Saturday, July 23, 2011

Using graduated ND filters

click photos to enlarge
In the days of film photography I used a fairly wide selection of filters on my SLR camera lenses, and one or two on my rangefinder camera. I still have most of them, and several weeks ago I was looking at the collection, trying to decide which had a future and which I would be unlikely to ever use again.

I think its very doubtful that the red, yellow, orange and green filters that I used with black and white film will find a place in my future photography. The digital equivalent of these, applied to a colour image converted to monochrome in post-processing, seems to me to offer significant advantages over shooting in black and white with a filter on the lens. Nor too, I think, will the 49mm polarising filter be used again: my current lenses have much bigger filter sizes. I suppose, however, if I ever bought a compact system camera - M43, NX, NEX or somesuch, it might fit a lens. I also have a set of square filters of various kinds with a group of mounting filters, but once again these are of a size suitable for smaller diameter lenses. So, even though some of them, such as the neutral density filters, continue to have a very real purpose in these digital times, they are just too small for the lenses I currently use.

My attention had turned to filters because I was wanting to use a graduated neutral density filter to make better use of the sky in my images. It's true that with digital you can expose for the sky and then bring up the underexposed ground in post processing. But the fact is this takes time, effort and skill. Moreover, it's often the case that the dynamic range of the shot is too wide to do it completely successfully. The graduated neutral density filter tones down the brightness of the sky at the moment of capture and makes the details more as our eye sees them. It's especially useful, I find, on overcast days where the sky is white (but figured) and the ground dark and without obvious shadows. It is also useful when the camera is pointed anywhere near to the sun. Occasionally, however, this kind of filter does make too much of the sky's details and it can look a touch apocalyptic!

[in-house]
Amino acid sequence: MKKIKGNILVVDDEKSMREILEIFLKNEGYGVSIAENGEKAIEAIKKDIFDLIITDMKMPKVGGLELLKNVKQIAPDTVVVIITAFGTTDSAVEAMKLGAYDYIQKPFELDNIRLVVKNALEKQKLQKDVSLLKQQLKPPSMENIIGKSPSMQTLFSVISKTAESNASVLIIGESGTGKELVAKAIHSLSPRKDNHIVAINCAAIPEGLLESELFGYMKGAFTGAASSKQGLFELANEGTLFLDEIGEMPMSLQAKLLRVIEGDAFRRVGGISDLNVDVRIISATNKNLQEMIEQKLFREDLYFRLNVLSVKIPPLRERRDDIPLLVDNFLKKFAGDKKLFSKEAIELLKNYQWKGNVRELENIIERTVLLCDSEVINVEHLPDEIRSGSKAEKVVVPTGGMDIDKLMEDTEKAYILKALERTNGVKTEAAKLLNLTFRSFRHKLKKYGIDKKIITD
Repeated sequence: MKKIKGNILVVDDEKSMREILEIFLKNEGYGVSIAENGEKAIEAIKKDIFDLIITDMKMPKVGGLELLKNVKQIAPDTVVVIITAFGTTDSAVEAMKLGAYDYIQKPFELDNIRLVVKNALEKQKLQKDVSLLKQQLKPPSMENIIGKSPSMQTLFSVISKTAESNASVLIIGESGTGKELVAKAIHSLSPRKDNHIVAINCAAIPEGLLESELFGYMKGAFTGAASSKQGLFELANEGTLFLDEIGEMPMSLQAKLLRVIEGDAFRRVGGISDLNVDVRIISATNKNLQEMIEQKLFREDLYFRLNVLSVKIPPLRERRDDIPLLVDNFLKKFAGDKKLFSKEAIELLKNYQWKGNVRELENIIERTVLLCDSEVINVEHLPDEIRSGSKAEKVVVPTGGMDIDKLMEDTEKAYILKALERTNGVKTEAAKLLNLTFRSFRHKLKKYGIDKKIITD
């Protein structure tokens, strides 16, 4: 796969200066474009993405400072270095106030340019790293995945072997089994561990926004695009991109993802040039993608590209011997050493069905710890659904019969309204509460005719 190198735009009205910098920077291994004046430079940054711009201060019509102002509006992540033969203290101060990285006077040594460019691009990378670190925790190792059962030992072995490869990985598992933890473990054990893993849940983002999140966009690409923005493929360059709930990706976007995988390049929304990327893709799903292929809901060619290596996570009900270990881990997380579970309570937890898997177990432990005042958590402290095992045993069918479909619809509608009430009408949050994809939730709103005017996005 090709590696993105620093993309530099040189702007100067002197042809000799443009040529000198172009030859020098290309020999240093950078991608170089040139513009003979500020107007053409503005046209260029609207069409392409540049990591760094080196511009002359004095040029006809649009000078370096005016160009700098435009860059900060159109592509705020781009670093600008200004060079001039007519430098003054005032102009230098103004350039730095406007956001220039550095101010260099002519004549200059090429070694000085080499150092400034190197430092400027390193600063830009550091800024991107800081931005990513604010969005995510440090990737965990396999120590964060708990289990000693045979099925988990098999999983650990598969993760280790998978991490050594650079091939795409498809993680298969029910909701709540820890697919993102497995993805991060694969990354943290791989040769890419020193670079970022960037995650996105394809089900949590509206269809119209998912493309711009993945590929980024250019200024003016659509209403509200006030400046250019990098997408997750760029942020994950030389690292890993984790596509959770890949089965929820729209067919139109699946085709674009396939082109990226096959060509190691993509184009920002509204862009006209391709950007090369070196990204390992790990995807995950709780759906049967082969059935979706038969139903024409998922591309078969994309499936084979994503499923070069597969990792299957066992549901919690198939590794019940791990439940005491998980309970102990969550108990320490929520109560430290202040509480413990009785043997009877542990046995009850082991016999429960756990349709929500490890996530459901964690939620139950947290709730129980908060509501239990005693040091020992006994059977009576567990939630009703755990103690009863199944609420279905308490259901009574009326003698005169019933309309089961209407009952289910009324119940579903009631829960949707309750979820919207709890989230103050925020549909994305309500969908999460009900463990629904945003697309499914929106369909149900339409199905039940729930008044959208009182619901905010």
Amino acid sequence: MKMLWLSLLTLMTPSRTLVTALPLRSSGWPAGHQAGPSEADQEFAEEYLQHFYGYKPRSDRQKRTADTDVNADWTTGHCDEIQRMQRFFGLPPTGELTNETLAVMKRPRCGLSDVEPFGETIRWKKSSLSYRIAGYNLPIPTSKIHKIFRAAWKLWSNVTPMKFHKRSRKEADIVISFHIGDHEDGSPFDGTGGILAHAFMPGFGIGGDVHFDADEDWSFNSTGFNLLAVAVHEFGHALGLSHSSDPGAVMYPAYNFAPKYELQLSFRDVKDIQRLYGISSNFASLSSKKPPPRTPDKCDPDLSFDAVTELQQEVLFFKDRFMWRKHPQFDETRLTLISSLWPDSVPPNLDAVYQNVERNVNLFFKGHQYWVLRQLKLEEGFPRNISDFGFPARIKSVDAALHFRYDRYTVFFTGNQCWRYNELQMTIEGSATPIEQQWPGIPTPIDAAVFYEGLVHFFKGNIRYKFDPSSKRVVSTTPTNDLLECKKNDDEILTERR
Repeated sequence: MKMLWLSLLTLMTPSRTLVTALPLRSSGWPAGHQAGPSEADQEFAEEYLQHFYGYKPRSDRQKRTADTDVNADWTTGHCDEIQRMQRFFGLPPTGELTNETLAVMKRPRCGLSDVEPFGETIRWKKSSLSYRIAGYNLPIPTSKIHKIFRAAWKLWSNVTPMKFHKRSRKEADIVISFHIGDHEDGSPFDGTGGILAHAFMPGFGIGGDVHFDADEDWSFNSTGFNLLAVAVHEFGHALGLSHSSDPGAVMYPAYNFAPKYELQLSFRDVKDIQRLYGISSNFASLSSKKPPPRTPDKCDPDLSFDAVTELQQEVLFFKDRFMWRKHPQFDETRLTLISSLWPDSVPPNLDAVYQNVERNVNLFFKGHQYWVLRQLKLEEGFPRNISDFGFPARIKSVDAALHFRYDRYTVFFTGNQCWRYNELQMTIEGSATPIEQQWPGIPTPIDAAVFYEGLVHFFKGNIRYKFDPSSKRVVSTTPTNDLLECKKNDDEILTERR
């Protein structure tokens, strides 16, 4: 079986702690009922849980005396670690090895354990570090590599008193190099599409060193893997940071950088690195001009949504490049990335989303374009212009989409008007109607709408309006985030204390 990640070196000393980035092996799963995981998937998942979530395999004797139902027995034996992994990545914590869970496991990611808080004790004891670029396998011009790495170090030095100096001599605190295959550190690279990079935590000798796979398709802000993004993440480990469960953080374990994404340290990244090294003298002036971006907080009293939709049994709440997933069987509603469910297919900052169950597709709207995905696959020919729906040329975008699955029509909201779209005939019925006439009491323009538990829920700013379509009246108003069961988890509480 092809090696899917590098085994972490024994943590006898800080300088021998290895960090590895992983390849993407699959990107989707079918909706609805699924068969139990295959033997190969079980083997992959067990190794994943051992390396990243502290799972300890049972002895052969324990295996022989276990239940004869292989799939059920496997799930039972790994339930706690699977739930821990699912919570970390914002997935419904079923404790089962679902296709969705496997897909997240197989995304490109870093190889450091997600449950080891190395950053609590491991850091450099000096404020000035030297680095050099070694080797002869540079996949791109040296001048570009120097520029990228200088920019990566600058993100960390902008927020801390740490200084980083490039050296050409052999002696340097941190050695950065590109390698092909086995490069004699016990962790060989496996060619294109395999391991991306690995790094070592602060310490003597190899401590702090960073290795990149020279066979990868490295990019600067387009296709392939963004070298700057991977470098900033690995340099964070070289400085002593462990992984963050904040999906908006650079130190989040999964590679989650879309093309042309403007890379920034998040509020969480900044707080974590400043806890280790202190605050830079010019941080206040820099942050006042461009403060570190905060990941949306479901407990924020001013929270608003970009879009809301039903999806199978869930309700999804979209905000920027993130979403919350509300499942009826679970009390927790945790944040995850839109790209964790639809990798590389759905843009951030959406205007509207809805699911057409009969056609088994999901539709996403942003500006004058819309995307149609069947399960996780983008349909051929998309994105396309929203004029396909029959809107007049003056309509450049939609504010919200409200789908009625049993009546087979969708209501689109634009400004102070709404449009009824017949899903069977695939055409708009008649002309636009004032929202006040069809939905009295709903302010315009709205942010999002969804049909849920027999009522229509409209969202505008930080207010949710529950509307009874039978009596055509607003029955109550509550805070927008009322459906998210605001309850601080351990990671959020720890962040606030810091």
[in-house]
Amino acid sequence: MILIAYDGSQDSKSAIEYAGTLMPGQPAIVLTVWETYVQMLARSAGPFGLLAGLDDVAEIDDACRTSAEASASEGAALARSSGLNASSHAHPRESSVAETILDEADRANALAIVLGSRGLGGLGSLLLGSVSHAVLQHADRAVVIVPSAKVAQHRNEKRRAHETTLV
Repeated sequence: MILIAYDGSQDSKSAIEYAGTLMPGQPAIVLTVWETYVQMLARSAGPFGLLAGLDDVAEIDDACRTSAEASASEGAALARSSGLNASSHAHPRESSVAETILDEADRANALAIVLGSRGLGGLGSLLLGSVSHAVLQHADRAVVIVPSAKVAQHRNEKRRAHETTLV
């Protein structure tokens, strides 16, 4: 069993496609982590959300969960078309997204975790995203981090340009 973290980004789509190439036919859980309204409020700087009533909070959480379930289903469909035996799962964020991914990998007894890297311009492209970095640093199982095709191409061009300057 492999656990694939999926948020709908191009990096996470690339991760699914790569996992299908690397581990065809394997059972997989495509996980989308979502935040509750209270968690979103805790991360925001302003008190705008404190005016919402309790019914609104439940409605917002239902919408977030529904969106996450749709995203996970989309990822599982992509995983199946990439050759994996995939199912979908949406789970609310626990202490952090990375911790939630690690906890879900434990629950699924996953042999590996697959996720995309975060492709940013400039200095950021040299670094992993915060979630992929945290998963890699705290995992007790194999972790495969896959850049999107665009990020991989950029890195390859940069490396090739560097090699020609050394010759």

The upshot of all this is that a while ago I bought a 72mm mounting ring, filter holder and a square ND8 graduated neutral density filter. Fortunately the 24-105mm and the 17-40mm lens both have 72 mm filter threads, so the two lenses I own that are most suitable for this kind of filter can be accommodated by the single setup.

The photographs above were all taken on a rather overcast day using the filter. They show the late C15 (and later) Mannington Hall, a moated house in Norfolk. I may have been able to achieve the balance of the first image without the filter, and perhaps the second one too, but the third shot really benefited from it, acquiring a mood that would have been difficult to reproduce with a normal exposure and post-processing.

photographs and text (c) T. Boughen

Photo 1
Mode: Aperture Priority
Focal Length: 28mm
F No: f7.1
Shutter Speed: 1/125
ISO: 100
Exposure Compensation:  0 EV
Image Stabilisation: On
Filter: Graduated ND8